FA­MIL­IAR ALIENATIONS IN DIAZ’S ‘THE QUIET ONES’

The Philippine Star - - SUPREME - DLS PINEDA

Win­ning the Grand Prize in this year’s Palanca Awards is not the great­est feat of Glenn Diaz’s first book, The Quiet Ones (Ate­neo Press, 2017). As Philip­pine lit­er­a­ture loses an en­tire gen­er­a­tion to Wat­tpad and the re­cent slough of Hol­ly­wood­ized pa­per­backs, Diaz draws his knives out and comes up with a novel that is at once nec­es­sary and plea­sur­able. The Quiet Ones gives us a clear pic­ture of where we are now and it does so mi­nus the melo­drama, gore and ob­vi­ous sym­bol­ism Philip­pine lit­er­a­ture tra­di­tion­ally pre­pos­sesses; hi­lar­i­ous in the same way that we laugh over un­paid over­time work. It’s a won­der it won at the Palan­cas.

The book be­gins in one of NAIA’s ter­mi­nals where Alvin, a call cen­ter agent who re­cently quit his post, waits to board his flight to Ta­cloban (pre-Yolanda) in an at­tempt to dust the cops away from his trail. We learn he has con­spired with his friends at work to suc­cess­fully em­bez­zle a huge amount of US cur­rency. Not un­in­tel- ligent, Alvin thinks he had sound mo­tives and a clean es­cape sorted out. Now in search of a cause, he runs away with his mil­lions and tries to hide.

This sto­ry­line holds the book to­gether. But what re­ally makes the book both so funny and heart­break­ing are the lives of its many pro­tag­o­nists which are, in many ways, their own but not quite; lives that are con­nected but not in the sticky, sappy way we imag­ine them to be. The Quiet Ones does not prof­fer a so­lu­tion to this coun­try’s plethora of woes and no, it does not even men­tion tokhang. In­stead, it makes you laugh and cry and won­der why — and more im­por­tantly, how — you got the book’s de­press­ing hu­mor. In the end, it leads you to dou­ble-take on the way we view our­selves and ask, “Are we, in all hon­esty, sad?”

That the novel is set in this mil­len­nium, well be­yond the stuff of mus­ta­chioed ilustra­dos and decades af­ter the dark years un­der Mar­cos, is al­ready a step for­ward. This does not mean to say that it ig­nores or glosses over the much-lauded “his­tor­i­cal (and un­abashedly po­lit­i­cal) roots of our poverty.” Rather, the novel de­picts these in ways that are seem­ingly and en­ter­tain­ingly non-vi­o­lent, in ways that we, the mid­dle class, have all grown too used to: in friendly con­ver­sa­tions, in in­spired, pseudo-in­tel­lec­tual ar­gu­ments, in of­fice meet­ings and sem­i­nars, etc., etc. Diaz tells these sto­ries in sen­tences that are plain and mus­cu­lar. His ma­te­rial is heavy while his prose re­mains unas­sum­ing, the au­thor ul­ti­mately one with his Quiet Ones.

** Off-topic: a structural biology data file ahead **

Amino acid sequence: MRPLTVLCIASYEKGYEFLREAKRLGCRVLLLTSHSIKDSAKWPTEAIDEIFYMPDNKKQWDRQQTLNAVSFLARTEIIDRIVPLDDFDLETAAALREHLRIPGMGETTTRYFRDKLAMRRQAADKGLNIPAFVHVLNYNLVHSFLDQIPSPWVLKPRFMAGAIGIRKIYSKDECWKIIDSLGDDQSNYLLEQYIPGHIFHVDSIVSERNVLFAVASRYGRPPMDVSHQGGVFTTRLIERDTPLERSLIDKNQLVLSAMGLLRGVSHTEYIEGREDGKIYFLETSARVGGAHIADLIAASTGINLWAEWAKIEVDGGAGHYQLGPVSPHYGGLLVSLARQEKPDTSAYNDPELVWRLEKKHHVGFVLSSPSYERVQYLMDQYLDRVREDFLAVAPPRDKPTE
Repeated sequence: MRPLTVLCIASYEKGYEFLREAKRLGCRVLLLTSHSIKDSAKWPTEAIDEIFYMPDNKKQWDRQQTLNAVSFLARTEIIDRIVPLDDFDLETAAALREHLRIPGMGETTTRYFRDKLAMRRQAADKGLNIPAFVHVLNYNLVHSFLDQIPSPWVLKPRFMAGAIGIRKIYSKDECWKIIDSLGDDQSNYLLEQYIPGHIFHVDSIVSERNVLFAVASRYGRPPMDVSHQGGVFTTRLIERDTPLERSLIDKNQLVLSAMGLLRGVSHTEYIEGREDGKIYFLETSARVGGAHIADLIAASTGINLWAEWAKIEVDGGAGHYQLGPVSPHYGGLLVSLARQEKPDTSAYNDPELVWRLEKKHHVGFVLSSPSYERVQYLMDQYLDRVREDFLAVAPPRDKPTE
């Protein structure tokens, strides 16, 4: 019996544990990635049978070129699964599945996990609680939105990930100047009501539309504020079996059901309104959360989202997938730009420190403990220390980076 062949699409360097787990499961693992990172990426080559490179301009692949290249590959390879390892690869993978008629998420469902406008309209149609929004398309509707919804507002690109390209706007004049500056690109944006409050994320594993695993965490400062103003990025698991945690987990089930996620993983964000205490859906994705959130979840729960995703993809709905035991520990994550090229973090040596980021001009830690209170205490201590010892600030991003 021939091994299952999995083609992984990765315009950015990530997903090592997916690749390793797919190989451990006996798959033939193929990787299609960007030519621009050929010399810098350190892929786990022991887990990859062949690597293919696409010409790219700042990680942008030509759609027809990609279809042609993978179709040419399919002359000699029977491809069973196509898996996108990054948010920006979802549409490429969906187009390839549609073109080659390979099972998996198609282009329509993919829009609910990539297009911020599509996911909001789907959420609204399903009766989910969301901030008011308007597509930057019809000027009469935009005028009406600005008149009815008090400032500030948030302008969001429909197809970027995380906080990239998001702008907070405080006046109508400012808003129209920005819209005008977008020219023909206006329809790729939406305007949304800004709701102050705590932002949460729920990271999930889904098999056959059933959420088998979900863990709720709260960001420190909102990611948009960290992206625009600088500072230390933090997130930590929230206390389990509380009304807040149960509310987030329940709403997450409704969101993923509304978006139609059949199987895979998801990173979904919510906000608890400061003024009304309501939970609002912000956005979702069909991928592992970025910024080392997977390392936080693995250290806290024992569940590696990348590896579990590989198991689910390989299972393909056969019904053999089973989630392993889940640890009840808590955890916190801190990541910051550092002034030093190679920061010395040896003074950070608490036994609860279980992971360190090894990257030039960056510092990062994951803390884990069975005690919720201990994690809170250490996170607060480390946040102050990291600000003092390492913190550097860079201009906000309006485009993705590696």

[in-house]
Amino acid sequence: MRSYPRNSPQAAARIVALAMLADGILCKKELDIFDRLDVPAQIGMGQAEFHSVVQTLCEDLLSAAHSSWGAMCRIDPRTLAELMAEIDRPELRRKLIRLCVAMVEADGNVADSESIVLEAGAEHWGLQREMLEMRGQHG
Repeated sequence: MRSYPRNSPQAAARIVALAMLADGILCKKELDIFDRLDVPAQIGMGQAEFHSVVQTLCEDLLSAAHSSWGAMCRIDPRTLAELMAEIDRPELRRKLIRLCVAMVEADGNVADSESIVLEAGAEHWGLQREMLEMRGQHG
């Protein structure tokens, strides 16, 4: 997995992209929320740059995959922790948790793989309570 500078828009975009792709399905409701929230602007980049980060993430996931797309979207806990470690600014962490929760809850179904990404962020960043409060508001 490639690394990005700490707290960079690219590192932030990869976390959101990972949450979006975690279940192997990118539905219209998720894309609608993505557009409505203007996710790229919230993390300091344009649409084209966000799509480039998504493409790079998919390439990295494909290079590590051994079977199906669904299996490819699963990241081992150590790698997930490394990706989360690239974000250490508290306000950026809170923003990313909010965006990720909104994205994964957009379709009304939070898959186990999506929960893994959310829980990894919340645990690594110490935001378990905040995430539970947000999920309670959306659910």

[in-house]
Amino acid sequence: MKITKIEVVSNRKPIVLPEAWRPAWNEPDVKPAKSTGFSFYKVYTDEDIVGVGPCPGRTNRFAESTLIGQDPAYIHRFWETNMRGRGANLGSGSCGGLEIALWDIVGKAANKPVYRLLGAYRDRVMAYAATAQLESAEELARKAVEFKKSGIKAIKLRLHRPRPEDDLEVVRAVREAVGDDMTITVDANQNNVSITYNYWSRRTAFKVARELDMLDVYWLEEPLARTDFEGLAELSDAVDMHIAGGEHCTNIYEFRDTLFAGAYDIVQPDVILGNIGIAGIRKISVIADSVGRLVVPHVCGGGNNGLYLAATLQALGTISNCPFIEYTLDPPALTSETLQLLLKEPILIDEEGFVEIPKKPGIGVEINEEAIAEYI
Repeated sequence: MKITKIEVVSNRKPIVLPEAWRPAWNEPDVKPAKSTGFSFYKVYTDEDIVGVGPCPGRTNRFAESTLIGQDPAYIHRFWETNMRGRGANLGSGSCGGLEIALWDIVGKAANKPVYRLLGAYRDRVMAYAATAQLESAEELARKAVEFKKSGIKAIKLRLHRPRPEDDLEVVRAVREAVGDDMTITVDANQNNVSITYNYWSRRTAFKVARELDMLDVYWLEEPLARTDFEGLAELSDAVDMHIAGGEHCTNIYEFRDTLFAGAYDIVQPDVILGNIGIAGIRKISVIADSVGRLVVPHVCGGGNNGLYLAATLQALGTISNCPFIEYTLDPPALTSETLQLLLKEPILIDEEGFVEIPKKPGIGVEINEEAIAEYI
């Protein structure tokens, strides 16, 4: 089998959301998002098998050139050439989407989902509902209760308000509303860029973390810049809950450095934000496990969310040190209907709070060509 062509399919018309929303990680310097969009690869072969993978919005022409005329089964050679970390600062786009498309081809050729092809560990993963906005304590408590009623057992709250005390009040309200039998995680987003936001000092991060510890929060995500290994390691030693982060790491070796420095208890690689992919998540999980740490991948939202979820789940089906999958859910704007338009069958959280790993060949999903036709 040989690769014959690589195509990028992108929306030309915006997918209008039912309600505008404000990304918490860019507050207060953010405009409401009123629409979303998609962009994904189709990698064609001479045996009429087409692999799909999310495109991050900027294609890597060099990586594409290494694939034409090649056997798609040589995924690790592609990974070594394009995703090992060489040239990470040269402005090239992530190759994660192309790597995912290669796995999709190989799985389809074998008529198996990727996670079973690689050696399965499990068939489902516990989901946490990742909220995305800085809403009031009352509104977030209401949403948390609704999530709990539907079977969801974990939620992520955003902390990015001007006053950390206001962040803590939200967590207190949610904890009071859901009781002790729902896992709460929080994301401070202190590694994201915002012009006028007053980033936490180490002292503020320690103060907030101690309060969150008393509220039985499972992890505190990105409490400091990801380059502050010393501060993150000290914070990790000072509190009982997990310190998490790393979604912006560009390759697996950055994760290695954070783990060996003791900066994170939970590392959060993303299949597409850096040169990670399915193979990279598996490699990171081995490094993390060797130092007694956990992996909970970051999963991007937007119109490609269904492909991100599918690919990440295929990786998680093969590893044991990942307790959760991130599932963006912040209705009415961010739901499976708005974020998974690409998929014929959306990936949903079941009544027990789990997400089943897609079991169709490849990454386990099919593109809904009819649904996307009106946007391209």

ALL TOO REAL

As Diaz presents a story that de­picts the world and its all-too-real con­se­quences, his style places a high pre­mium on the fa­mil­iar and the plau­si­ble, if not ac­tual events hap­pen­ing as we speak. What’s re­mark­able in The Quiet

Ones, how­ever, is how it lo­cates these mean­ing­ful in­ci­dences some­where be­yond the grand po­lit­i­cal time­lines and com­men­taries ev­ery­one is too prone to air on so­cial me­dia these days. In­stead, the book fo­cuses at­ten­tion on the tiny, in­sid­i­ous de­tails that gov­ern our daily lives. Take this pas­sage, for ex­am­ple. The un­sure Alvin muses aloud about the vis­ual noise tele­phone ca­bles and livewires make:

“My phone’s bugged again.” She looked up to the di­shevel of black ca­bles, which seemed to frame ev­ery open space in the city.

Scott had com­plained about them once, said he couldn’t take a de­cent pic­ture in Manila with­out the tan­gle of wires. “But maybe that’s the point, ‘no? Our at­tempts at con­nec­tion co­a­lesc­ing—” I in­ter­rupted that train of thought and told him that the lines used to be neat, a sign of progress, un­til they swelled be­yond con­trol, around each other, in ev­ery an­gle imag­in­able, an in­stant Rorschach ev­ery­where you turned, un­til the un­sightly webs grew be­yond any vis­i­ble un­rav­el­ling.

NA­TION, NAR­RA­TIVES, ETC. ETC.

As a piece of Philip­pine lit­er­a­ture set in the present times, The Quiet Ones nec­es­sar­ily ar­gues some­thing about na­tion and iden­tity, and it does this by set­ting the spot­light on a usu­ally un­pro­nounced though cru­cial as­pect of our sur­vival — the work­place. There, where our hu­man­i­ties are par­ti­tioned into three — mak­ing friends, sur­viv­ing of­fice pol­i­tics, and most im­por­tantly, earn­ing money — the book presents a view that is largely un­heard of in Philip­pine lit­er­a­ture in English: that all this talk about a Filipino iden­tity is im­po­tent in the face of money and the ma­chine.

Here is where The Quiet Ones suc­ceeds largely. In por­tray­ing what is at once home, colo­nial and alien, the book takes its read­ers to task with the ques­tion, “Where do we fall in this mess?”

And while Diaz drops clues of a ge­og­ra­phy so fa­mil­iar to us, the pic­ture he paints is no Amor­solo, no pho­to­graph en­dorsed by the Pres­i­dent’s men, and his voice makes no nos­tal­gic at­tempt to echo an An­glo­phonic Balag­tas. In­stead, he sits us down in a hall awash with white light, sub­servient to a time zone that isn’t ours, and he tells us a tale that could’ve hap­pened any­where and nowhere at the same time.

The Quiet Ones will be part of Ate­neo Press’s up­com­ing book launch early this Novem­ber.

The 2017 Palanca Award Grand Prize win­ner is set to pub­lish its book this Novem­ber.

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